So, if the cervix has a posterior position, it tends to stay more firm, and be less responsive to induction. Hence, it leads the doctors to undergo a Caesarean or C section.
Although C-section and its lingering pain are not of high risk, some dangers such as blood clots and secondary infections may arise. Also, pregnancy-related hysterectomy may be associated which means you cannot get pregnant after this hysterectomy surgery.
Uterine rupture and abnormal placentations are also one of the risks involved with such deliveries. This is not something to get frightened over, because with modern technology and proper planning before birth, these situations can be avoided.
Episiotomy and Perineal Tears
If your cervix is posterior during childbirth, the baby is in an unfavourable position, compared to babies facing down comfortably. At this time, you may require an episiotomy or a surgical cut. This cut is in the skin between the vagina and anus, or the perineum area.
As your vaginal opening needs to be enlarged to first deliver the baby’s head, doctors use this procedure.
But this shouldn’t be conducted routinely as it can cause many complications such as:
- Tear of the skin and muscle layers till the anal spihncter, leading to severe perineal pain.
- Loss of blood during delivery
- More likelihood to wait longer before having sex without discomfort
- Increased recovery period due to severe pain.
Postpartum hemorrhage or PPH refers to excess bleeding with the loss of over 500 ml of blood, just 24 hours after giving birth. Due to excessive stretching of the uterus with the posterior cervix, it leads to prolonged labour. This is one of the common causes of PPH after delivery.
So, this condition leads to sudden loss of pressure and causes sepsis in some women. Even additional complications such as uterine perforation, urinary tract and vascular injury, and pelvic hematoma can occur.
This happens within 1 day to 12 weeks of delivery, but it occurs in 1 out of 500 women, so the chances are rare. So, you need to just relax during your time with the baby and stay as stress-free as possible.
When Are You at Risk of Posterior Cervix?
After knowing the complications, it’s good to keep in mind the risk factors connected with posterior cervixes. You could be at high risk of developing this cervix if you fall under the following criteria:
- You are aged 30 and above
- You are bearing twins or more
- You take drugs or smoke during pregnancy
- You are obese
- You’ve had a delivery in the posterior position before
- You already have had a C-section or other uterine surgery
- You have a tiny and heavy pelvic outlet.
- You’re due 41 weeks or more.
- Your baby weighs more than 4,000 grams (8 pounds 13 ounces)
How Does a Delivery in Posterior Position Affect the Baby?
If you deliver your baby with the posterior cervix, there are slight chances of short-term risks like increased likelihood of having to be admitted in the neonatal intensive care unit or NICU, longer stay in hospitals, and low 5-minute Apgar scores.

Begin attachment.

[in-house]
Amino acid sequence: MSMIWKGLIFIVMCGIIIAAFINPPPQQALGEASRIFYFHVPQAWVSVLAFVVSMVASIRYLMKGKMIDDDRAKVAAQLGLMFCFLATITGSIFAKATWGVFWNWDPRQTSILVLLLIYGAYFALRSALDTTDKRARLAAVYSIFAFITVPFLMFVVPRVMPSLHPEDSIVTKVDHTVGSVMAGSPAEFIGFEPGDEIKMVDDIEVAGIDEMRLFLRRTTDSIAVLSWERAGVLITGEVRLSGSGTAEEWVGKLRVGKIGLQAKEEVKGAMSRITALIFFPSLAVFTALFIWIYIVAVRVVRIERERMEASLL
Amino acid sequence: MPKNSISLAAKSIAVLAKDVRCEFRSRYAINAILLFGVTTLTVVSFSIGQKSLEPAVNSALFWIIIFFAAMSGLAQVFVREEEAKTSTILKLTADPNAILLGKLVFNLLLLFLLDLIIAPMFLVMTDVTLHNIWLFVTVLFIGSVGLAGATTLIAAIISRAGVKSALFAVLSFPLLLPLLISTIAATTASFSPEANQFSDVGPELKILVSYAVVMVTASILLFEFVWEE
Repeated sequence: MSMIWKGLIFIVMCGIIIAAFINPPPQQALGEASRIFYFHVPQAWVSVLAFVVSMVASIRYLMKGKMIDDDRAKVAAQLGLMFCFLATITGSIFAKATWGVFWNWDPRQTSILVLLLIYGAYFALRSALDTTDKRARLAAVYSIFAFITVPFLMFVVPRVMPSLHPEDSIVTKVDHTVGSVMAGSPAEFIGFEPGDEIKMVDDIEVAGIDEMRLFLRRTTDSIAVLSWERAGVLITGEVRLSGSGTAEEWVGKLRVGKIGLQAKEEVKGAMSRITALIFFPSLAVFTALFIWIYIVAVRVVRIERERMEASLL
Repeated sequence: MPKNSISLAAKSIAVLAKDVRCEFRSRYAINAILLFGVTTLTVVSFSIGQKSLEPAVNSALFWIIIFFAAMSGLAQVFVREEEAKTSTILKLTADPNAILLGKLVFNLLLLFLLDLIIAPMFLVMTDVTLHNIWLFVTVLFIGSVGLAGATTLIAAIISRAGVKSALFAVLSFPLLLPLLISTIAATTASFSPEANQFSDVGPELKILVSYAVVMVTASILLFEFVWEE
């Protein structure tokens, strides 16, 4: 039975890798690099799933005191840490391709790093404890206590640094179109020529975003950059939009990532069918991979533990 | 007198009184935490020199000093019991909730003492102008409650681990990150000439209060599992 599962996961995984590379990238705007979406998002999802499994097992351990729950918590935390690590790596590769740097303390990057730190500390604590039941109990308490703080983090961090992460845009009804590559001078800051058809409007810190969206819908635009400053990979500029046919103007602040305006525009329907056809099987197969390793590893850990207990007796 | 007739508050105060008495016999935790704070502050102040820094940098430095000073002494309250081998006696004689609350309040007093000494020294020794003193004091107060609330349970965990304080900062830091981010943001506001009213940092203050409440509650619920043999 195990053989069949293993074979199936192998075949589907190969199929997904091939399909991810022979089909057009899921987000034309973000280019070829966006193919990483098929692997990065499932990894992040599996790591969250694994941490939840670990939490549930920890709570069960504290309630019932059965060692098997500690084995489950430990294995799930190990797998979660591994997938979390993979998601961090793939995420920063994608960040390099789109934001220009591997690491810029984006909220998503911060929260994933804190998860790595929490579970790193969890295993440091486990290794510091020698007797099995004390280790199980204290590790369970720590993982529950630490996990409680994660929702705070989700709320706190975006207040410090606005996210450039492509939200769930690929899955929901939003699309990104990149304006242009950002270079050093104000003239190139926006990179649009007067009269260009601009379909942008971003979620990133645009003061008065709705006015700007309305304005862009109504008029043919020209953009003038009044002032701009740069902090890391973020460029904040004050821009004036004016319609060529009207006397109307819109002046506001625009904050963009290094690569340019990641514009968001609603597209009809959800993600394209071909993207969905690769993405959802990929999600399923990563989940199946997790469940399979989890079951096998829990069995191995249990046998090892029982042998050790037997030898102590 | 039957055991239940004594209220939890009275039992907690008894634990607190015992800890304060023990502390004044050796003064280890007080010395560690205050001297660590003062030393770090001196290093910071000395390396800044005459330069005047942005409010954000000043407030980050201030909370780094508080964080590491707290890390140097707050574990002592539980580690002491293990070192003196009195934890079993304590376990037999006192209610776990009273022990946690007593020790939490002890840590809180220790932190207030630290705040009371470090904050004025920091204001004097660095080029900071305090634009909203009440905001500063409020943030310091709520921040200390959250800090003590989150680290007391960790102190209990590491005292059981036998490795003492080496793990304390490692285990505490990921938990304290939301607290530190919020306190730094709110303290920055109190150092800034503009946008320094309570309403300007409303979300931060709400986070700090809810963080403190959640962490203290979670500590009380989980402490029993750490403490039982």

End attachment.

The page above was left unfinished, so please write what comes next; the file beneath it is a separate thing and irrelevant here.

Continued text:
Is There any Treatment?
Having this type of cervix is quite natural and there is no treatment except for a manual rotation by your doctor. Once you reach full dilation, they put their hand on the baby’s head and attempt to rotate it. This diminishes the need for a C-section and reduces perineal tears.
Also, medications like prostaglandins have thrived at cervical ripening. These are placed in the vagina to aid in a successful induction. But even these medications can have side effects, hence it is not always recommended.
However some tips can help you in the long run too.
- Avoid any heavy activities which could aggravate the position such as walking on treadmills when you’re pregnant.
- Seek immediate care in the ER if you experience bleeding.
- Routinely monitor the baby’s movement with your doctor
Is it normal to have a posterior cervix if you’re not pregnant?
Yes, this is normal. There is no actual concern over this and it doesn’t mean much. But issues like performing a pap smear test or inserting an intrauterine device (IUD) prove to be challenging.
Can I reduce the likelihood of my baby being delivered through a posterior cervix?
No, not really. Even being on your knees and hands does not rotate your baby. But if you have a backache in pregnancy, this position may help you.
Will a high cervix make it hard for giving birth?
No, but it will be difficult to conduct pelvic exams. High cervixes indicate the uterus being placed high at the pelvic cavity. But it won’t impact you in becoming pregnant.
Your time with your child is the best time, so enjoy it as much as possible! Just think of the position of the cervix like being left or right-handed. It won’t affect you greatly. But if you have any attached fears, consult your midwife or doctor.
Just let your body flow and do the work on its own! Hope this article fed to all your concerns and gave you a clear mind. Let’s break all doubts and never fear a posterior cervix!